The effective nuclear charge is defined as the net positive charge experienced by an electron in a polyelectronic atom. It can be calculated using the well-known Stars Rule.

Once I have calculated it for different chemical elements, I would like to know if there is (if there is any justification) any dependence between its value and the periodic property.

I remember hearing, for example, that the greater the value of the effective nuclear charge, the smaller the atomic radius (half the internuclear distance). And that the greater the effective nuclear charge, the greater the ionization potential.

However, I cannot justify these assumptions. Nor do I know whether this relationship exists in electronic affinity or electronegativity.

  • $\begingroup$ For the atomic radius, you may use a modified Bohr's formula: $r = \dfrac{53 n^2}{Z^*} \pu{pm}$ $\endgroup$
    – Shub
    Aug 11, 2021 at 4:03

1 Answer 1


You can think of it in terms of electrostatic attraction.

If you model an atom as a positive point charge surrounded by orbiting electrons, the radius of each orbit is defined by the equiilibrium between the attraction from the nucleus and the repulsion from the other electrons. The effective nuclear charge would be the net force resulting from this competition.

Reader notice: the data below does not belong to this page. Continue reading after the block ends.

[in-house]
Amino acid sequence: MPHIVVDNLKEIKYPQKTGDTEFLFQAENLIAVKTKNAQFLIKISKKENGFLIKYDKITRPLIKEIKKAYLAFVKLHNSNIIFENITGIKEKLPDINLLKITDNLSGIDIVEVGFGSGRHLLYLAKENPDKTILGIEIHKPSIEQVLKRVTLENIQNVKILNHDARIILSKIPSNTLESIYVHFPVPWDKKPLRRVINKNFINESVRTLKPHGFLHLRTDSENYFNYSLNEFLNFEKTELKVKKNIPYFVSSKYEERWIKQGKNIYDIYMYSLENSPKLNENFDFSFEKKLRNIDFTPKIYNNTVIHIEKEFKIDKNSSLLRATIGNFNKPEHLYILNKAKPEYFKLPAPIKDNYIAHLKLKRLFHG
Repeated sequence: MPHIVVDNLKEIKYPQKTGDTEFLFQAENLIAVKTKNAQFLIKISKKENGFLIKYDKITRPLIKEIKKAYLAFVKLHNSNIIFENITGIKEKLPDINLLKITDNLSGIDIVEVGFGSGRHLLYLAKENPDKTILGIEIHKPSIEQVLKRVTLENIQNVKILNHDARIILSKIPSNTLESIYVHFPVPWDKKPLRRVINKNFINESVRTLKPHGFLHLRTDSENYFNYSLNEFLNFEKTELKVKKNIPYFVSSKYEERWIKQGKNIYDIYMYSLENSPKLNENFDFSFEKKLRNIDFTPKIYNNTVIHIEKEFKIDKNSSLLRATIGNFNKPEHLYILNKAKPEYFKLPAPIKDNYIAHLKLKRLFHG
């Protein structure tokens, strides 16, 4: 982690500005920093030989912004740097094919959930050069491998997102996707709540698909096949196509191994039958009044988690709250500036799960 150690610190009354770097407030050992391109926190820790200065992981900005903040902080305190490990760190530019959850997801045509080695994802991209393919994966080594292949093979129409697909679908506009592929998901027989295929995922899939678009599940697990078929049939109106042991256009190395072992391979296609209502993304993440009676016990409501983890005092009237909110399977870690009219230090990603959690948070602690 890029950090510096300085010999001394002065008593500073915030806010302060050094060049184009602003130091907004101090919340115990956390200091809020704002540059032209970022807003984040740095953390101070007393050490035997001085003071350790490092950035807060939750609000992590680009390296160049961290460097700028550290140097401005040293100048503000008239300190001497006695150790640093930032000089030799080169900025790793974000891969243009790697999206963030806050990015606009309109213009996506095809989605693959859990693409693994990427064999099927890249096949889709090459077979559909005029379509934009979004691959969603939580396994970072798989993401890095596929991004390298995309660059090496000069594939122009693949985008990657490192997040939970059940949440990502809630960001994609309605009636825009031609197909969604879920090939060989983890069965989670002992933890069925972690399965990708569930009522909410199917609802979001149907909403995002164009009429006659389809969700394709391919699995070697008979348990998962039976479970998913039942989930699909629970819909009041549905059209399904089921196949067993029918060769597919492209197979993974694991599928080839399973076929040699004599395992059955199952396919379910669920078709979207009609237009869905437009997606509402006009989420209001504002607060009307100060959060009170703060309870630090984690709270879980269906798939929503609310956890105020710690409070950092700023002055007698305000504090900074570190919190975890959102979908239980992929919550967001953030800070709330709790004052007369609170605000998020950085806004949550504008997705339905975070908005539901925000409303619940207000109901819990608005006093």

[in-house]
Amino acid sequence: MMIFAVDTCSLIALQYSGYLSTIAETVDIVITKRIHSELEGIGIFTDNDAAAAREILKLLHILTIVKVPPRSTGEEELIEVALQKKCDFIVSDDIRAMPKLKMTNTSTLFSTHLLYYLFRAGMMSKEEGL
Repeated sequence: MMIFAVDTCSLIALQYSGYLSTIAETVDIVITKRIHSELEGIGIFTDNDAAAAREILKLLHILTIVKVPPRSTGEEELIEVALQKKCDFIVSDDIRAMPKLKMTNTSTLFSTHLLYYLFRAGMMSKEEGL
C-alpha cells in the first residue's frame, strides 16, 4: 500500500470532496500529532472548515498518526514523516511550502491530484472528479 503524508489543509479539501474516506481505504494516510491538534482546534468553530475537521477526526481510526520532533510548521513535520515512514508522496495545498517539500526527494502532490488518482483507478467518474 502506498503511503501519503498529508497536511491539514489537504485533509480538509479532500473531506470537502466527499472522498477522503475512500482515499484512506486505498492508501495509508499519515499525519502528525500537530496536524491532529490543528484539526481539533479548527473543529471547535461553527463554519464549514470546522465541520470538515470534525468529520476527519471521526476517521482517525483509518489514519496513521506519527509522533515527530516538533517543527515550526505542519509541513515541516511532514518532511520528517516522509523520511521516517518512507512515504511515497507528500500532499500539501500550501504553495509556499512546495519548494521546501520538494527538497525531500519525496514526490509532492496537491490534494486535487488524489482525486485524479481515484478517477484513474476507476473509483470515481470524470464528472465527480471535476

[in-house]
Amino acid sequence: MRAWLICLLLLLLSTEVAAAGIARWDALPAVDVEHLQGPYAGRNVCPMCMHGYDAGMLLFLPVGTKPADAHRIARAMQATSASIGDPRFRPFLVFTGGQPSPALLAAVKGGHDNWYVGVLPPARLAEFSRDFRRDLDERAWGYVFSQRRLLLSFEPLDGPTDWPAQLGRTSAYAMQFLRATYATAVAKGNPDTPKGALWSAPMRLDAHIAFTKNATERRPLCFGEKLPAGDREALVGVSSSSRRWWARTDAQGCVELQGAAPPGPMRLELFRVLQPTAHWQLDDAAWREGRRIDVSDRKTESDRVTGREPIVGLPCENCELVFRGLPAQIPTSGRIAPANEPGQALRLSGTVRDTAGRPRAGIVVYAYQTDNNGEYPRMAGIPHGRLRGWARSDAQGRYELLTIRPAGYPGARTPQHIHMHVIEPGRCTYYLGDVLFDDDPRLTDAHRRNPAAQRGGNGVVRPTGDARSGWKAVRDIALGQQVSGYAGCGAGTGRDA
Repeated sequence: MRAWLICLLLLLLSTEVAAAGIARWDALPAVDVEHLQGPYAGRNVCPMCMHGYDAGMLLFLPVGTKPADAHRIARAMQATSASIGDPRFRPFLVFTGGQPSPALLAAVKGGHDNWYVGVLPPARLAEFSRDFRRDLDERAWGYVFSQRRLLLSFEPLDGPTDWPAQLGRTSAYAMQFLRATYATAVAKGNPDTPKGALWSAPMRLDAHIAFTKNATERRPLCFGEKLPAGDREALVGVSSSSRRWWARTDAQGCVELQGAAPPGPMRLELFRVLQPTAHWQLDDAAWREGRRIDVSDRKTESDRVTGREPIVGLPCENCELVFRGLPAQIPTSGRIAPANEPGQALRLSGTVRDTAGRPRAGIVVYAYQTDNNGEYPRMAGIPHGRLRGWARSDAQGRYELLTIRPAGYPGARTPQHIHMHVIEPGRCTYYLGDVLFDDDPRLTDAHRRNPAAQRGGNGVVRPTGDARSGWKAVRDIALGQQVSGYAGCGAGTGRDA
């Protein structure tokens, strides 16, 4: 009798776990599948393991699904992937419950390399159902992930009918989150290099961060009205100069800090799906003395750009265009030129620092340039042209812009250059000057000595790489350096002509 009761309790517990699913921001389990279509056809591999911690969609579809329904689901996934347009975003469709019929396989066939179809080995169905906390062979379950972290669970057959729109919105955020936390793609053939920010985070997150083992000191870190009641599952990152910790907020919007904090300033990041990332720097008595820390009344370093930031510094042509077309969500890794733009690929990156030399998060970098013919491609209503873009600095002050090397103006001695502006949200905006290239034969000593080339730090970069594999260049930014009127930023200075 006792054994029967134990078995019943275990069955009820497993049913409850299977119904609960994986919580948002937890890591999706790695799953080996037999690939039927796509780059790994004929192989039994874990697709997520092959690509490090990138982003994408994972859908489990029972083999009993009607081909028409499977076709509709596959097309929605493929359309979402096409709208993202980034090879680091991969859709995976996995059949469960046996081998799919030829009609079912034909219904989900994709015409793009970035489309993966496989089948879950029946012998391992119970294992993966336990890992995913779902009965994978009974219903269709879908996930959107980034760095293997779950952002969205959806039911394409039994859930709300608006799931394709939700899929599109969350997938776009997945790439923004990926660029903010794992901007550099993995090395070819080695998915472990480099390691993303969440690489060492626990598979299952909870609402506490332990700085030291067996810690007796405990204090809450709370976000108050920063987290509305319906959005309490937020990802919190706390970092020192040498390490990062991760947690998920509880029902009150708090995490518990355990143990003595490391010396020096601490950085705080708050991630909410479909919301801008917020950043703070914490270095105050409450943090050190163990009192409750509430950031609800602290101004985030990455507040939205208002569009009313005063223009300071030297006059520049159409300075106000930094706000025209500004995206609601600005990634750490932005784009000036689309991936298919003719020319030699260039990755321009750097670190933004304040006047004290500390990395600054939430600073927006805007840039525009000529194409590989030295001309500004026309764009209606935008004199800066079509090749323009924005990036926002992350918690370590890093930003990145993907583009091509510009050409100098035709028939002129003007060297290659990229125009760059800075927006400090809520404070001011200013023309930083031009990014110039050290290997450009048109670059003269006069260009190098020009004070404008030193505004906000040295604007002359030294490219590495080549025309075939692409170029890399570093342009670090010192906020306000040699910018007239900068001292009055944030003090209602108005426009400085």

As nuclear charge increases, the attractive force increases and the radius of the orbit decreases; hence the atomic radius decreases.

Because the attraction is higher, more energy is required to remove an electron from that low-energy state, which means the ionization potential is higher. In the same fashion, a new electron added to a neutral atom will have lower energy with increased nuclear charge, which makes it easier to overcome the repulsive forces that the other valence-shell electrons exert on it. Thus the electron affinity is also higher.

  • $\begingroup$ In summary, one could say that: the higher the effective nuclear charge, the greater the ionization energy, the greater the electronic affinity and the smaller the radius, right? @F Bat $\endgroup$
    – user218559
    Jan 28, 2019 at 16:58
  • $\begingroup$ @user218559 Exactly. All those can be justified by this simple principle. Note though that I'm talking exclusively about the first electron affinity/ionization energy. Adding or removing many electrons is often more difficult and there are other considerations. $\endgroup$ Jan 28, 2019 at 17:27

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